Māori Name: tāmure
Name Scientific: Pagrus auratus
Availability: Year round, but mainly from October to April
Attributes Weight: 1–2.5kg, up to 19kg
Attributes Length: 30–50cm, reaching 100cm
They are most common around the North Island and upper South Island, especially in Tasman Bay. The species is one of the largest and most valuable coastal fisheries. Snapper extend over a wide variety of habitats, including reefs as well as sand and mud bottoms. Juveniles range over large areas in water five to 50 metres deep. Adults are uncommon at depths of more than 100 metres. They group-spawn several times in spring and summer. The young live inshore in summer, in shallow, sheltered habitats, but move offshore in winter. This movement continues throughout their life. Snapper are slow-growing, long-lived (up to 60 years), and migratory.
Golden-pink to tones of red above, flecked with blue spots, with the colour paling to white on the belly. Snapper found in muddy harbours tend to be pale pink. Snapper found near reefs and weed tend to be a red bronze. Snapper have a large head, strong teeth, and moderately firm scales.
Snapper are members of the Sparidae family (seabreams, snappers).
Snapper is managed under the Quota Management System (QMS). Snapper abundance is monitored using commercial catch rates, catch-at-age sampling, trawl survey information and abundance estimates from the recapture of tagged fish. Most of our snapper stocks are stable or increasing.
A rapid increase in Snapper numbers at the top and West Coast of the South Island led the Minister for Primary Industries to announce in September 2016 a significant increase in the catch limit for Snapper in that area , with recreational catch increasing from 90 to 250 tonnes and commercial from 200 to 250 tonnes.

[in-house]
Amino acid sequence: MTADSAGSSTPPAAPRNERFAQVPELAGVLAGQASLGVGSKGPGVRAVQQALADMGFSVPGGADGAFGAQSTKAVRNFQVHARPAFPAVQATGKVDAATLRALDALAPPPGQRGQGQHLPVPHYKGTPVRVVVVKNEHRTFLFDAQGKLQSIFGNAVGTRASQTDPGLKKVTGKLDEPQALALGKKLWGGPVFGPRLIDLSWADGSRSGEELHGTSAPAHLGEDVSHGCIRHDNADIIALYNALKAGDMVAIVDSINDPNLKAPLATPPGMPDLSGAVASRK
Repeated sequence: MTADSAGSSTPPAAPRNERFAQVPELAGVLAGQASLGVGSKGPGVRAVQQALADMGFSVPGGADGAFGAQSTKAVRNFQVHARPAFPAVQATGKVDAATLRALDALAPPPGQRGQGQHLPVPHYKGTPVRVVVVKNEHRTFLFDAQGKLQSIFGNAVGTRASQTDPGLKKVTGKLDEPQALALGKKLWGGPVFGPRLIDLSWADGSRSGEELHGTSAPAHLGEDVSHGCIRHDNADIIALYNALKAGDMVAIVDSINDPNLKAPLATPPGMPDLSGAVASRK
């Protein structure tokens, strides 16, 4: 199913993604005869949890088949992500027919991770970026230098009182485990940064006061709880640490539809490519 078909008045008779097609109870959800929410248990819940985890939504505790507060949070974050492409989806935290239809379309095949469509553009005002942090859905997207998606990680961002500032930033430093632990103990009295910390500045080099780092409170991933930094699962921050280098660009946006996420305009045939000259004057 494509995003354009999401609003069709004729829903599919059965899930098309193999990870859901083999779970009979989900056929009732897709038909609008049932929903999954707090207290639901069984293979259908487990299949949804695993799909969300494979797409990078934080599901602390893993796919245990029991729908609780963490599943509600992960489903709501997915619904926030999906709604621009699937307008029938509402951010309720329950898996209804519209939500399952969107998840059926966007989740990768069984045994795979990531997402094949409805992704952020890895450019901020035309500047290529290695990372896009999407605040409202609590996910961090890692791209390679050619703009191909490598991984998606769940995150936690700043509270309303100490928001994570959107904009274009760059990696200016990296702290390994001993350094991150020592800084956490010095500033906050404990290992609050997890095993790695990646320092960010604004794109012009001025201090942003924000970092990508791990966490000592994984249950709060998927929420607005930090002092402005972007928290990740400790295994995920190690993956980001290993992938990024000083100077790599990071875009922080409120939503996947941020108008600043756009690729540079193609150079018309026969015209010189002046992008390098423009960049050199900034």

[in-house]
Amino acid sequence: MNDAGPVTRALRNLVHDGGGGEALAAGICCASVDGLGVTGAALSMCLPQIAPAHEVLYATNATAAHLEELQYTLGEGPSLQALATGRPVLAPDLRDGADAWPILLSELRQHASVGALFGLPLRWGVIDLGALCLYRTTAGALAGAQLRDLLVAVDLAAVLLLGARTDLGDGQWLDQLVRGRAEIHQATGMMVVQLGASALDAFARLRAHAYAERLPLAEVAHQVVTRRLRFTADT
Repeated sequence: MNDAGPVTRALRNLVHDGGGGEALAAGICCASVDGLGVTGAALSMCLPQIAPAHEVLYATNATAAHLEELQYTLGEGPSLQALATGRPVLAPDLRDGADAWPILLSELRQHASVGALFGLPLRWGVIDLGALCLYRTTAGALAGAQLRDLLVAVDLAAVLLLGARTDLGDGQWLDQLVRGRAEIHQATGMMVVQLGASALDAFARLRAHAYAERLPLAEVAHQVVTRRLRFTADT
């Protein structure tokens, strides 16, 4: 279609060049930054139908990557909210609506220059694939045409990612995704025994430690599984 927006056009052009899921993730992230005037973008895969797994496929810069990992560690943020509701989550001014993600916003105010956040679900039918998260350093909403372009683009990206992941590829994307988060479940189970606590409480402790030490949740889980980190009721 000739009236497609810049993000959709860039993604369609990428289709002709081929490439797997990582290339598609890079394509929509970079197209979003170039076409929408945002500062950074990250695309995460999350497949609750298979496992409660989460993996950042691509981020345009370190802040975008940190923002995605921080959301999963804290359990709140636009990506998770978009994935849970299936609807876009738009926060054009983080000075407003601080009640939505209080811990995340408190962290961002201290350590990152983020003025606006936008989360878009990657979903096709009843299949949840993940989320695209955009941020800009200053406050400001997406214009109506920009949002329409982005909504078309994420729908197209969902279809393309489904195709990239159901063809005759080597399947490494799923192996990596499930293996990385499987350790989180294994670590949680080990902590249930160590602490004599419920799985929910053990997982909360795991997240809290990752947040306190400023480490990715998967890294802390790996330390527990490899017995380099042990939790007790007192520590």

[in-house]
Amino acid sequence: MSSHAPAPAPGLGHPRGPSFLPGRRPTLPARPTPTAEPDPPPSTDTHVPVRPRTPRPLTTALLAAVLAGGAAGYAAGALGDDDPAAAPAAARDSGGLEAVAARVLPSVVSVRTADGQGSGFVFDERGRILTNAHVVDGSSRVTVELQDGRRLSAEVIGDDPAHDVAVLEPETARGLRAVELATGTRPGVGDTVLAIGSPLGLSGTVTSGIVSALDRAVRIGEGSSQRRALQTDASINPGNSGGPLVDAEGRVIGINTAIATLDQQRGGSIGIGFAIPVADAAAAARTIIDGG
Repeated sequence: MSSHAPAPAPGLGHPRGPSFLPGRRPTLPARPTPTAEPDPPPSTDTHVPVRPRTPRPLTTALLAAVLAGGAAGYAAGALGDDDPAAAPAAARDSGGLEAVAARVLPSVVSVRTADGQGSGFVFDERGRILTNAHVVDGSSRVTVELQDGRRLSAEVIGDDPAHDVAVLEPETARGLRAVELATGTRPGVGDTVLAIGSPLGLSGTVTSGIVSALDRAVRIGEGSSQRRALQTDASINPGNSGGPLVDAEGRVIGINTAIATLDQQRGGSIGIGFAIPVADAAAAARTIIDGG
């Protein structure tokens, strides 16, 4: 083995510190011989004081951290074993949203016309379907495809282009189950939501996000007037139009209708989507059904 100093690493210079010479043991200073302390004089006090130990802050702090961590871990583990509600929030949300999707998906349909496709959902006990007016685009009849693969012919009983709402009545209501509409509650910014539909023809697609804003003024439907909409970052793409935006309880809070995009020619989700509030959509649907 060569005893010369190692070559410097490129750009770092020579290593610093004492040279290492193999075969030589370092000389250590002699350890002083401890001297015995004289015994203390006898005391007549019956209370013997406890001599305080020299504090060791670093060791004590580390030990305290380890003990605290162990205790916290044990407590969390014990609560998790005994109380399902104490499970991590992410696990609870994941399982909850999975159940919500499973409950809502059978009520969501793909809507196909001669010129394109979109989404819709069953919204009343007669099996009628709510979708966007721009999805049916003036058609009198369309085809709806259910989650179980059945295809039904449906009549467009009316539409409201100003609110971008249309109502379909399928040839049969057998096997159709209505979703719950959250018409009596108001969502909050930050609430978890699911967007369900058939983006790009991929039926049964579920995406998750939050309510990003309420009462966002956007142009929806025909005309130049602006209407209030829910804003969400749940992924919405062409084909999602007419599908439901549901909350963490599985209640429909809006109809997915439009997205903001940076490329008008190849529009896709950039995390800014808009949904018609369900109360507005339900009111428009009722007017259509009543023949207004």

Snapper are caught all year, but mainly from October to March/April, off both the east and west coasts of the North Island, in Tasman Bay and in Golden Bay. Premium quality fish are caught by longline. Snapper are also caught by trawl or Danish seining.
Did You Know
All Snapper begin life as females. During their third and fourth years of life, about half of them change sex, balancing the adult population evenly between male and female.
Snapper has tender white-to-pinkish flesh with a sweet, mild flavour and is highly versatile in cooking. Try poaching it; cooking it on the bbq; baked; in a curry; marinated; smoked; using it in a soup/chowder; or frying snapper.
When buying whole snapper, always check the... EYES: Bright and clear cornea, shiny black pupil GILLS: Rosy pink pastel coloured gills SKIN: Bright, with a luminous sheen When buying snapper fillets, always check the... FLESH: semi-transparent and glossy If the fish looks sticky or mushy then it is not fresh.